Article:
Antarctic Ice Melt Could Lead To ‘Ice Apocalypse’ If Pine Island And Thwaites Glaciers Collapse

Concern over Antarctic ice melt has gone up in recent months following events such as the collapse of the Larsen C ice shelf. And with global warming continuing unabated, one meteorologist believes that an “ice apocalypse” might take place if two key glaciers in Antarctica eventually collapse as world temperatures continue to rise.

In a feature article published earlier this week on Grist, meteorologist Eric Holthaus wrote about Antarctica’s Pine Island and Thwaites glaciers, noting how these masses of ice have “marched steadily for millennia” toward the Amundsen Sea. Both glaciers were described as a plug of sorts, being capable of holding back up to 11 feet of possible sea-level rise should they melt, an amount that could be enough to submerge all of our planet’s coastal cities. While no one knows when these glaciers will melt, Holthaus said that there is a very good chance that this will happen, and that the more important question is when such events will take place.

“Finding out how fast these glaciers will collapse is one of the most important scientific questions in the world today.”

Due to a phenomenon called “marine ice-cliff instability,” the two Pine Island Bay glaciers in question had most likely collapsed about 11,000 years ago, kickstarting Earth’s last Ice Age. According to Holthaus, global temperatures in those times were roughly the same as they are today, and with marine ice-cliff instability previously cited as a potential “feedback loop” that could lead to the West Antarctic ice sheet melting and disintegrating much sooner than originally forecasted, a “global catastrophe” might be forthcoming if both Pine Island and Thwaites glaciers collapse.

As noted by National Geographic, the ice melt in Pine Island has been especially dramatic, with its ice shelf losing 150 feet between 1994 and 2012. Currently, Pine Island Ice Shelf is approximately 1,300 feet thick in most of its surrounding area. That same report also described Thwaites Glacier as being “more worrisome,” and capable of destabilizing a huge chunk of the West Antarctic Ice Sheet, should it collapse.

Differentiating the two kinds of ice melt that happen in the polar regions, Holthaus wrote that the floating ice that makes up ice shelves does not have much of an impact on sea levels. But land-based ice falling into the sea is “much more troublesome,” as it increases the volume of water and consequently raises sea levels.

With global warming speeding up the process of Antarctic ice melt, Holthaus expects that the collapse of the Pine Island and Thwaites glaciers could happen in just 20 to 50 years, leaving mankind with little time to make the necessary changes.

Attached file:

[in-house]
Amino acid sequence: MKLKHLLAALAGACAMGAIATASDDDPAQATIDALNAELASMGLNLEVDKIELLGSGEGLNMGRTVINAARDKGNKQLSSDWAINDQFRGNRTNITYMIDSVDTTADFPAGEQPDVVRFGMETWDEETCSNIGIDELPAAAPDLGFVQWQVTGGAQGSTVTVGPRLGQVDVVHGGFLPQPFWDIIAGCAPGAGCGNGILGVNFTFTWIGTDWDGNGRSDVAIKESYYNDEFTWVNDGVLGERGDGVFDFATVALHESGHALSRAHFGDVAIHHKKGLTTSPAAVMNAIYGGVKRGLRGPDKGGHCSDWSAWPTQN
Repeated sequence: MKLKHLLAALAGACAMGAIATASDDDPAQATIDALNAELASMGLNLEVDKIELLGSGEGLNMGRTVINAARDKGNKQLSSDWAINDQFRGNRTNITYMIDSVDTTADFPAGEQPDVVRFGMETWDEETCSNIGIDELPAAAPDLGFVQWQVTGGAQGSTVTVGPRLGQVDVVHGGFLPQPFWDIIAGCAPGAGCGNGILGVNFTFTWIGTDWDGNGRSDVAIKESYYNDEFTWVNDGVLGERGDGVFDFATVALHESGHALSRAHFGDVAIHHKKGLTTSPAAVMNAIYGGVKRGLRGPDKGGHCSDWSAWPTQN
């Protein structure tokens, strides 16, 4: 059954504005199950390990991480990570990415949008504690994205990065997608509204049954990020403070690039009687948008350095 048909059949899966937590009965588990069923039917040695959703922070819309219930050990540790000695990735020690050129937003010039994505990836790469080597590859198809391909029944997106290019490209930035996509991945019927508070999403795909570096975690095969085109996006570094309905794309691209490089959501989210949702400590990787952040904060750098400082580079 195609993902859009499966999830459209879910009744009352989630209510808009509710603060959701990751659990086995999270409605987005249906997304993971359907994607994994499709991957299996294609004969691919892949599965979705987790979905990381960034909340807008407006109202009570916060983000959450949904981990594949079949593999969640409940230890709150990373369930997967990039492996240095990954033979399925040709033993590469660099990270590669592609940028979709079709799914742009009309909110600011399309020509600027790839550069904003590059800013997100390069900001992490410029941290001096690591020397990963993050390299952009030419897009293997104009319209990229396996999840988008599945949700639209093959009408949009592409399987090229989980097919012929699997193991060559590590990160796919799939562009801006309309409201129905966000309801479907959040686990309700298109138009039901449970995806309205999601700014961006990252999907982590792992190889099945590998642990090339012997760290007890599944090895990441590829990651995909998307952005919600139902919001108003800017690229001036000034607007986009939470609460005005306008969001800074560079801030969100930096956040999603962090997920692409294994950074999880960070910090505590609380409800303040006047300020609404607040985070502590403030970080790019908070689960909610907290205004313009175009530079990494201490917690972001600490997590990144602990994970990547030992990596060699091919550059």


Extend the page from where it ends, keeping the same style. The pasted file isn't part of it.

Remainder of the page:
“A wholesale collapse of Pine Island and Thwaites would set off a catastrophe. Giant icebergs would stream away from Antarctica like a parade of frozen soldiers. All over the world, high tides would creep higher, slowly burying every shoreline on the planet, flooding coastal cities and creating hundreds of millions of climate refugees.”

Citing a 2016 study from climatologists Rob DeConto and David Pollard, Holthaus also explained the possible consequences of sea-level rise in different parts of the world, starting with a three-foot increase that could result in increased flooding in New Orleans, Miami, New York, and other coastal cities in the U.S. He stressed that this is the most optimistic scenario for many scientists concerned about Antarctic ice melt and other similar climate change-driven events. A six-foot sea-level rise, on the other hand, could displace up to 12 million Americans, and potentially wipe out Asian cities like Shanghai, Mumbai, and Ho Chi Minh City. According to DeConto and Pollard’s study, which is detailed in the journal Nature, this is the most likely sea-level rise scenario at the end of the century.

As for the worst-case scenario of an 11-foot rise, Holthaus warned that “hundreds of millions of people” could be submerged underwater, with South Florida “largely inhabitable” and New York and New Jersey besieged by twice-a-month floods similar to those that occurred in the wake of Hurricane Sandy.

Commenting on DeConto and Pollard’s study, University of Michigan ice sheet scientist Jeremy Bassis admitted that it’s not sure if or when marine ice-cliff instability and its effects on Antarctic ice melt would lead to catastrophic sea-level rise. He added, however, that such an event is now “within the realm of possibility”

Despite all the doom-and-gloom scenarios predicted by experts, Holthaus’ Grist feature also cited some scientists who believe that more research is needed before concluding that Pine Island, Thwaites, and other glaciers may collapse and melt several decades from now. According to National Snow and Ice Data Center lead scientist Ted Scambos, both glaciers might not collapse at the same time, but if a rapid collapse happens, it could result in a “pile of icebergs” forming a temporary ice shelf and slowing down Antarctica’s ice melt for the meantime.

With the stakes surrounding the potential collapse of the Thwaites and Pine Island glaciers higher than ever, Holthaus concluded his Grist feature by offering some hope for the future, provided that the world makes a “fast transition” away from the use of fossil fuels. He believes that if this is done within the next few decades, catastrophic sea-level rise could be averted “for centuries.”

[Featured Image by Mario Tama/Getty Images]